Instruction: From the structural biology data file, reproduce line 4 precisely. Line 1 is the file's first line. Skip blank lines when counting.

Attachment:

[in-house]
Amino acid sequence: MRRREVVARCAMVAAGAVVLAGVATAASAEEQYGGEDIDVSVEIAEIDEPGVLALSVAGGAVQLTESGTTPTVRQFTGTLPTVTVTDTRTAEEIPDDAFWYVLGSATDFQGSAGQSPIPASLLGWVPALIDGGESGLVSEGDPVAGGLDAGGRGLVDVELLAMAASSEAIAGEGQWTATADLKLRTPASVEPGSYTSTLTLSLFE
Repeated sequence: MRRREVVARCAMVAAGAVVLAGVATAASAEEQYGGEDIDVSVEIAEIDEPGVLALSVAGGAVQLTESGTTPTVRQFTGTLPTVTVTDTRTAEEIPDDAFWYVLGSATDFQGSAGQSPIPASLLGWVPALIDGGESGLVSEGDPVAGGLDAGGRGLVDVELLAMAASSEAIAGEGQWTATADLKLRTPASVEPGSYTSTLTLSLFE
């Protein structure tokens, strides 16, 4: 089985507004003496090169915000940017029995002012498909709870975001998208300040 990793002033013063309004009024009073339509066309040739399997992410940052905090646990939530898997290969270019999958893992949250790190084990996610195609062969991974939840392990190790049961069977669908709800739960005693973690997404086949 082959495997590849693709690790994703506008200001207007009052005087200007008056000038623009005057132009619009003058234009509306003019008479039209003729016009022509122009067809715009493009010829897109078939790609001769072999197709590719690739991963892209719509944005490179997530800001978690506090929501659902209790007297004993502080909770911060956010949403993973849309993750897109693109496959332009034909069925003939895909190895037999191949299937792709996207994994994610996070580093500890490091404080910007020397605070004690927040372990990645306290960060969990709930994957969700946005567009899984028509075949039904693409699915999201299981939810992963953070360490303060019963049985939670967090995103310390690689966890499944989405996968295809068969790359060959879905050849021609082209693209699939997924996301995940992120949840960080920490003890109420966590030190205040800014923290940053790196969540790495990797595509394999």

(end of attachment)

């Protein structure tokens, strides 16, 4: 089985507004003496090169915000940017029995002012498909709870975001998208300040 990793002033013063309004009024009073339509066309040739399997992410940052905090646990939530898997290969270019999958893992949250790190084990996610195609062969991974939840392990190790049961069977669908709800739960005693973690997404086949 082959495997590849693709690790994703506008200001207007009052005087200007008056000038623009005057132009619009003058234009509306003019008479039209003729016009022509122009067809715009493009010829897109078939790609001769072999197709590719690739991963892209719509944005490179997530800001978690506090929501659902209790007297004993502080909770911060956010949403993973849309993750897109693109496959332009034909069925003939895909190895037999191949299937792709996207994994994610996070580093500890490091404080910007020397605070004690927040372990990645306290960060969990709930994957969700946005567009899984028509075949039904693409699915999201299981939810992963953070360490303060019963049985939670967090995103310390690689966890499944989405996968295809068969790359060959879905050849021609082209693209699939997924996301995940992120949840960080920490003890109420966590030190205040800014923290940053790196969540790495990797595509394999």